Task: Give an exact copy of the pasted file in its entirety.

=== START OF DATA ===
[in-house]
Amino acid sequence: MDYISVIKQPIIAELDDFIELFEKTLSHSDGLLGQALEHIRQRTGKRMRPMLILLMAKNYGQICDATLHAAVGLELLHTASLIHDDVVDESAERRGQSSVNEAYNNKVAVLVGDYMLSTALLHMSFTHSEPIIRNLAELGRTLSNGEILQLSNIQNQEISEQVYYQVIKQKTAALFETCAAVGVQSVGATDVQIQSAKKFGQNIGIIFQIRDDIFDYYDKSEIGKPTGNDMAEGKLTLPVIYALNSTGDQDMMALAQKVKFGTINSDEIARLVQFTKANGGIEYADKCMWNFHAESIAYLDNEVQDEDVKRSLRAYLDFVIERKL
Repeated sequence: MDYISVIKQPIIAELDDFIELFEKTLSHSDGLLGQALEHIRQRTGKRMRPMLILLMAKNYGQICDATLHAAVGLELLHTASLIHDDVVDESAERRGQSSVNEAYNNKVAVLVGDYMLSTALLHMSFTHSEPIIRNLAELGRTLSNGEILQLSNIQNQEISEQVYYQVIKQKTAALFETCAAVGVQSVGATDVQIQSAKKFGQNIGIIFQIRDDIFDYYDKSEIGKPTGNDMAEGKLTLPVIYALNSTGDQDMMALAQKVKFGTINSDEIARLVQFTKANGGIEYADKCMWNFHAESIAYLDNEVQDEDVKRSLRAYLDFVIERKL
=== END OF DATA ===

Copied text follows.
[in-house]
Amino acid sequence: MDYISVIKQPIIAELDDFIELFEKTLSHSDGLLGQALEHIRQRTGKRMRPMLILLMAKNYGQICDATLHAAVGLELLHTASLIHDDVVDESAERRGQSSVNEAYNNKVAVLVGDYMLSTALLHMSFTHSEPIIRNLAELGRTLSNGEILQLSNIQNQEISEQVYYQVIKQKTAALFETCAAVGVQSVGATDVQIQSAKKFGQNIGIIFQIRDDIFDYYDKSEIGKPTGNDMAEGKLTLPVIYALNSTGDQDMMALAQKVKFGTINSDEIARLVQFTKANGGIEYADKCMWNFHAESIAYLDNEVQDEDVKRSLRAYLDFVIERKL
Repeated sequence: MDYISVIKQPIIAELDDFIELFEKTLSHSDGLLGQALEHIRQRTGKRMRPMLILLMAKNYGQICDATLHAAVGLELLHTASLIHDDVVDESAERRGQSSVNEAYNNKVAVLVGDYMLSTALLHMSFTHSEPIIRNLAELGRTLSNGEILQLSNIQNQEISEQVYYQVIKQKTAALFETCAAVGVQSVGATDVQIQSAKKFGQNIGIIFQIRDDIFDYYDKSEIGKPTGNDMAEGKLTLPVIYALNSTGDQDMMALAQKVKFGTINSDEIARLVQFTKANGGIEYADKCMWNFHAESIAYLDNEVQDEDVKRSLRAYLDFVIERKL